Teenage girls who develop post-traumatic stress disorder after being sexually assaulted aren't at increased risk for binge drinking.
Many studies have documented associations among sexual victimization, symptoms of posttraumatic stress disorder (PTSD), and alcohol use; but only a few have examined these associations longitudinally among adolescents. Binge drinking (consuming five or more drinks on a single occasion) contributes to sexual vulnerability among adolescent girls in two ways: through incapacitation, whereby girls are taken advantage of sexually, and by occurring in illicit settings, such as sneaking out to a party, where girls don't seek help because they are afraid of getting in trouble. While binge drinking is a risk factor for sexual victimization, the researchers wanted to know whether the reverse is true: that sexual victimization can lead to binge drinking.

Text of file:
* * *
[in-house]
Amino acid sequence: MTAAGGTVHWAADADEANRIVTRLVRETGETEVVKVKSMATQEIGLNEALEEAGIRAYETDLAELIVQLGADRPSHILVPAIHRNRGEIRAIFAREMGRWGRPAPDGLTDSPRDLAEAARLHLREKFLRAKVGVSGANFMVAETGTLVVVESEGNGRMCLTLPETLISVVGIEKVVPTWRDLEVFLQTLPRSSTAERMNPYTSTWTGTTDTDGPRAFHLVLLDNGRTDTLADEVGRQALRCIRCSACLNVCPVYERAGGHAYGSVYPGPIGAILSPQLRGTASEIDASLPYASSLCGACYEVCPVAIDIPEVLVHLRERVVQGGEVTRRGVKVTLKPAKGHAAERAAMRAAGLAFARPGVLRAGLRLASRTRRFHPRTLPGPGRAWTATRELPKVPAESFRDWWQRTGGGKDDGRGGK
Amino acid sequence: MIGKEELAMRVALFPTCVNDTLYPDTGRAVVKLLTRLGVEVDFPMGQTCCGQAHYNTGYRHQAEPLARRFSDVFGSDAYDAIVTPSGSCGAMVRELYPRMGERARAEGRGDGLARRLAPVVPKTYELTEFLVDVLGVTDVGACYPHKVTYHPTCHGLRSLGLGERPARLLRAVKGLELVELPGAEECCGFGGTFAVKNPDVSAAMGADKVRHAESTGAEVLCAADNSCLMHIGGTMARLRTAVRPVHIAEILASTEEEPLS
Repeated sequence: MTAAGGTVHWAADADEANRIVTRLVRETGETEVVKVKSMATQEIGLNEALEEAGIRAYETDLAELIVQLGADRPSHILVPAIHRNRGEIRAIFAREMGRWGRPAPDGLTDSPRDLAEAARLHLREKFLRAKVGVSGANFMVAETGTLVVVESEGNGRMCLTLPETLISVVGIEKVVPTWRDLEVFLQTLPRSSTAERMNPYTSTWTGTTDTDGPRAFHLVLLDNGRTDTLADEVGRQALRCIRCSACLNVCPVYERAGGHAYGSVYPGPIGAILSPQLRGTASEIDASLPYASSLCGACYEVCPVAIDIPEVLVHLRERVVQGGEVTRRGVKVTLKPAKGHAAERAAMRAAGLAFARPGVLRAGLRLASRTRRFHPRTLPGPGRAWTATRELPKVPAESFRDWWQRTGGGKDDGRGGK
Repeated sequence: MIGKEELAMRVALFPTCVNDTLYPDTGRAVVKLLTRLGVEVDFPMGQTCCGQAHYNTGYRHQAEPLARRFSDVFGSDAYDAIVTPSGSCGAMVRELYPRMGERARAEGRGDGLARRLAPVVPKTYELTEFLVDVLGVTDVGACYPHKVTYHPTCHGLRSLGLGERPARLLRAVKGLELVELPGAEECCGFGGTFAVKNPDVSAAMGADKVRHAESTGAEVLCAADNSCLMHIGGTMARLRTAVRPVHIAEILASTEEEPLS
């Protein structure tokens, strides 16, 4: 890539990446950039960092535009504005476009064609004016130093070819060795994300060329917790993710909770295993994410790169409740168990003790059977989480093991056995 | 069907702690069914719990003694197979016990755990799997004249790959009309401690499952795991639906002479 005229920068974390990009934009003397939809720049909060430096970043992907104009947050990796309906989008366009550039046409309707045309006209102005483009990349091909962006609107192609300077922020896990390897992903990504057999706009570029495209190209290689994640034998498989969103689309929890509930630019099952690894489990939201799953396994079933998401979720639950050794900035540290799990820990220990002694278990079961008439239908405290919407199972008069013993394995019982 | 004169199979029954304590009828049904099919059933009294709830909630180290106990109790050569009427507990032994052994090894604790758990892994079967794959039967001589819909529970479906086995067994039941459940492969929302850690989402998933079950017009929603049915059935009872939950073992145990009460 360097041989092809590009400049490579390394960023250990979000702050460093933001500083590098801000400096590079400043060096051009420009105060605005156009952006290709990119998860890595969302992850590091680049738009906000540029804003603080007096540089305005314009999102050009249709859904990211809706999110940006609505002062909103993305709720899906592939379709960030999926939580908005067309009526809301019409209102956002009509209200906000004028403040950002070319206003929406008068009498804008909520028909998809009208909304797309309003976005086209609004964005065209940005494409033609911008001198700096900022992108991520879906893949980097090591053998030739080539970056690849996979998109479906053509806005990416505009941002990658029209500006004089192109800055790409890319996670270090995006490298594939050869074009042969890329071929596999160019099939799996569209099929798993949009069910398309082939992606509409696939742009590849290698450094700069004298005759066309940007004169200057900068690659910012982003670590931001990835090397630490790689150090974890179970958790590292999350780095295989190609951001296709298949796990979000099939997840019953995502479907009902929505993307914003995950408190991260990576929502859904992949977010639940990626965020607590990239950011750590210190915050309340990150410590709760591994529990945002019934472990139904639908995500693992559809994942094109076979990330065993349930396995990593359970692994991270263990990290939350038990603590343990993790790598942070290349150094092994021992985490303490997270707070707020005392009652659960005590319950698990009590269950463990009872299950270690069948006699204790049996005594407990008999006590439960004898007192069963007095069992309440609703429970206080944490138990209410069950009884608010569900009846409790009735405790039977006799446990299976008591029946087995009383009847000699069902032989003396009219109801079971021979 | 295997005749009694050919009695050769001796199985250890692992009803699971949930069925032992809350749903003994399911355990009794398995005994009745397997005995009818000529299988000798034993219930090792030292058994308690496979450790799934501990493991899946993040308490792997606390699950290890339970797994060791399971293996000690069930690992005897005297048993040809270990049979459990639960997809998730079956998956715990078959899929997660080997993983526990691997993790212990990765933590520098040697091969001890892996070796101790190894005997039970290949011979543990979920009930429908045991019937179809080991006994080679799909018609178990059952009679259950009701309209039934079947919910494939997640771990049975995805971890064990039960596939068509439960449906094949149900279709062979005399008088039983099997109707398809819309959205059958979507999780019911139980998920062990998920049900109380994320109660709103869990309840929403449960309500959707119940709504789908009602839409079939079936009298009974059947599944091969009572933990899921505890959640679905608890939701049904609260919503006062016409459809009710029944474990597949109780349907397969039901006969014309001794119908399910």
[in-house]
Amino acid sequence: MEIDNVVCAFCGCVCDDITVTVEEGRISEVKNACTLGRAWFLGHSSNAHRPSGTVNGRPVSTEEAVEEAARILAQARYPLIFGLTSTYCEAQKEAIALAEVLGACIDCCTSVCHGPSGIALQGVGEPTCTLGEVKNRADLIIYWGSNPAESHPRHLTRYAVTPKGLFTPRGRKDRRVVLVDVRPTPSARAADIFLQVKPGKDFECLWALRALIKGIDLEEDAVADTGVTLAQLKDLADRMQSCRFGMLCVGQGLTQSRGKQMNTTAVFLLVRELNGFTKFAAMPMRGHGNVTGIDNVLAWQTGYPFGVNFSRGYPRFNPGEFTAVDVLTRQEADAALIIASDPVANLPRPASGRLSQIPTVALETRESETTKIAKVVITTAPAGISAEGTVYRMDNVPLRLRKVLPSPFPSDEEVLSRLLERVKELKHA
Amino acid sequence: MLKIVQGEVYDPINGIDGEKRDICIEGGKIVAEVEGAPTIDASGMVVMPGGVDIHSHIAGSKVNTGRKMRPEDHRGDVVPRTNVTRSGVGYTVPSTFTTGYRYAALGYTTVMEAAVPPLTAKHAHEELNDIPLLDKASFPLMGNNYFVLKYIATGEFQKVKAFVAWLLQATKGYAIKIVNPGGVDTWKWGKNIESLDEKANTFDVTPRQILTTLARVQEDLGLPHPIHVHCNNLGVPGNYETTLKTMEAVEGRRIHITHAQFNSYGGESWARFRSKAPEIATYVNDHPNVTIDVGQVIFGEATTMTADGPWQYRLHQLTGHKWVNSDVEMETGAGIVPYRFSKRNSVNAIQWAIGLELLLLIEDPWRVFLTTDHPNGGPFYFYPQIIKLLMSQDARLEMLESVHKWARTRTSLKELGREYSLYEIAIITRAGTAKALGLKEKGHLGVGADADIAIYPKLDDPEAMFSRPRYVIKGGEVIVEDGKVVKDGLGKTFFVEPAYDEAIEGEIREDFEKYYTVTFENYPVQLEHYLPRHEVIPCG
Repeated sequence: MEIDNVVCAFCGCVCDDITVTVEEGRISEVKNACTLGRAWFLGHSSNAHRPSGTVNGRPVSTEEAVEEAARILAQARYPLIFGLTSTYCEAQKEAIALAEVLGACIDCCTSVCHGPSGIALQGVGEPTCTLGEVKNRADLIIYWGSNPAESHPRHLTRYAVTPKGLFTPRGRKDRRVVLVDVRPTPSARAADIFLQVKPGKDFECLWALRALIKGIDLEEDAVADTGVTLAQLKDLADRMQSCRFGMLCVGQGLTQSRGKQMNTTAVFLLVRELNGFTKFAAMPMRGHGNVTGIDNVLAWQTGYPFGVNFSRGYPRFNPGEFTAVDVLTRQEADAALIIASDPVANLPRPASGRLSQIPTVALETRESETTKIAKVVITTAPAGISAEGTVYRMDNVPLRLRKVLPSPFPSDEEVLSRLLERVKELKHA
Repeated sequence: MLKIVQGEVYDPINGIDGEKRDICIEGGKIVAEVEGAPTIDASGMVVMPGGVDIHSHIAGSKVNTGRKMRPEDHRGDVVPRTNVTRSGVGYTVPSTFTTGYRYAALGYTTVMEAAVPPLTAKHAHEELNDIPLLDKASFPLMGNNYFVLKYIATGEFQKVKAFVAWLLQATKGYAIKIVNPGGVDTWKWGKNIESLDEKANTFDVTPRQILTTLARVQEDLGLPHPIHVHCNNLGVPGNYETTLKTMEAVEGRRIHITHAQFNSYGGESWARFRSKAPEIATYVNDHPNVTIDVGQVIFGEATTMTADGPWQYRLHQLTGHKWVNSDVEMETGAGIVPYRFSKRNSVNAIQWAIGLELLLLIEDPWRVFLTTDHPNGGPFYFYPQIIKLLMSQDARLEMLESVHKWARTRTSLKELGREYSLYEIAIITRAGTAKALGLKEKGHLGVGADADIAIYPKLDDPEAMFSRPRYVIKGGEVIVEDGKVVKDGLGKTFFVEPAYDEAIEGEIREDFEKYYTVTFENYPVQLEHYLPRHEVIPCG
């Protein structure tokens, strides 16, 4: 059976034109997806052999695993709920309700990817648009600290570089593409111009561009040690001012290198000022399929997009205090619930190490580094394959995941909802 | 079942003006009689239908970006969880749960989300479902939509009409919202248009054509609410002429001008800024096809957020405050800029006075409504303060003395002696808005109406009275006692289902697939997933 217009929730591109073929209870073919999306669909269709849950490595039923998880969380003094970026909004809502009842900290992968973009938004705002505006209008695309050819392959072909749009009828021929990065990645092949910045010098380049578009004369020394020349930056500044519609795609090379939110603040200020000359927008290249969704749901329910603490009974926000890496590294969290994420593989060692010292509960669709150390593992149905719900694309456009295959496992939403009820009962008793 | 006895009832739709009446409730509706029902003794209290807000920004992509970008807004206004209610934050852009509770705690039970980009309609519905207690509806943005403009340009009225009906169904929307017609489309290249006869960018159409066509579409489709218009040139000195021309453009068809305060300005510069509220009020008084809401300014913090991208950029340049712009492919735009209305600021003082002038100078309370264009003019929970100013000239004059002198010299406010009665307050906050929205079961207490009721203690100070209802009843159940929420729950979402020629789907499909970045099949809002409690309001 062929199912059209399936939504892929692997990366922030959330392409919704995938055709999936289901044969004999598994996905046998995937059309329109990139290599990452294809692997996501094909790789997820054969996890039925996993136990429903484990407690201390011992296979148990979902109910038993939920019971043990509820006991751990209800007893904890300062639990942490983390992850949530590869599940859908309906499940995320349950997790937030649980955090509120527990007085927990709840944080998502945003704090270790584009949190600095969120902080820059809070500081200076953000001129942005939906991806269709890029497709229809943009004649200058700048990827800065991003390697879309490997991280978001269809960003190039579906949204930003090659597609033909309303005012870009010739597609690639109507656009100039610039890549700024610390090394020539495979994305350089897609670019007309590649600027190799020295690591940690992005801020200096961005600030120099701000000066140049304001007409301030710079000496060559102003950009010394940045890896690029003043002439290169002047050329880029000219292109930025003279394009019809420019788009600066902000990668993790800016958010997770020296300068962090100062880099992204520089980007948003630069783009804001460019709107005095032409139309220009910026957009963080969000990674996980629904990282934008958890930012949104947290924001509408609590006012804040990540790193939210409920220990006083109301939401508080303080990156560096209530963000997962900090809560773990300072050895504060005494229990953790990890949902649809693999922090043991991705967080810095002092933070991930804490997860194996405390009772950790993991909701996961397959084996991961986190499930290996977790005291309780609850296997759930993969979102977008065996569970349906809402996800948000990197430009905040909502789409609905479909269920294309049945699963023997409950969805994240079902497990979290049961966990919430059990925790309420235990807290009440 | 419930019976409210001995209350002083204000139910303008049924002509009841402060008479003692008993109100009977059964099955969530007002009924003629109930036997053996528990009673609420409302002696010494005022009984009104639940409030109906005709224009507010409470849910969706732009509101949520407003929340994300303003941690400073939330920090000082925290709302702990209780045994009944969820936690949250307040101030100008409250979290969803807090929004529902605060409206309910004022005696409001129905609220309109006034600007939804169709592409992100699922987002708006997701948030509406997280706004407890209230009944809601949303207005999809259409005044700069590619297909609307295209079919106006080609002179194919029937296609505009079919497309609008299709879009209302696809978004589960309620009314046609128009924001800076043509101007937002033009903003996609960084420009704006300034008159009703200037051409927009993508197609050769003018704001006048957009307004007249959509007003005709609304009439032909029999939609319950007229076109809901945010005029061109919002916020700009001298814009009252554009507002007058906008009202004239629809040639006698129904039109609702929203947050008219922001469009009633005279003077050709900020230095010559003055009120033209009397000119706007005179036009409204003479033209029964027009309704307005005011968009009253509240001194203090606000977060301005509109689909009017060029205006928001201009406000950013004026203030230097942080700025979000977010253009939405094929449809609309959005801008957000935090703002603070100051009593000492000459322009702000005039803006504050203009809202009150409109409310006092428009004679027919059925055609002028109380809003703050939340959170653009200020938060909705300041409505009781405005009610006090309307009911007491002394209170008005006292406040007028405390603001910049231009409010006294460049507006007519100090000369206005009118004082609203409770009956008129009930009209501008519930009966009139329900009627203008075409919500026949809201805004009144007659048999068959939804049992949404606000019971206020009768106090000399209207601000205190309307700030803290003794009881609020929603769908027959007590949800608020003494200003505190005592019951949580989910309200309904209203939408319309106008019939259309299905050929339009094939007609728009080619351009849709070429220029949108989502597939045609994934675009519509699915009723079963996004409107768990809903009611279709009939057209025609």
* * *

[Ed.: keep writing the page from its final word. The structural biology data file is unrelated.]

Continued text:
Researchers analysed data collected from 1,808 American girls, aged 12 to 17 years, who took part in a national telephone survey and were interviewed up to three times between 2005 and 2009. During that time, 270 of the girls (15 percent) reported sexual victimisation. These girls reported more post-traumatic stress disorder symptoms than other girls, but did not have more incidences of binge drinking. But, it was found that binge drinking may increase the risk of sexual victimisation among certain teenage girls.
Emotion dysregulation underlies the development and maintenance of PTSD symptoms; therefore, adolescents who are better able to regulate emotions and process traumatic events may experience acute elevations in PTSD symptoms that resolve over time.
People intuitively believe that trauma victims will turn to alcohol as a coping mechanism, but in reality, not everyone uses alcohol to cope. Currently, there is no way to determine who will develop a drinking problem after a traumatic event such as a sexual assault. However, there is strong evidence that binge drinking increases the risk of being a victim of sexual assault.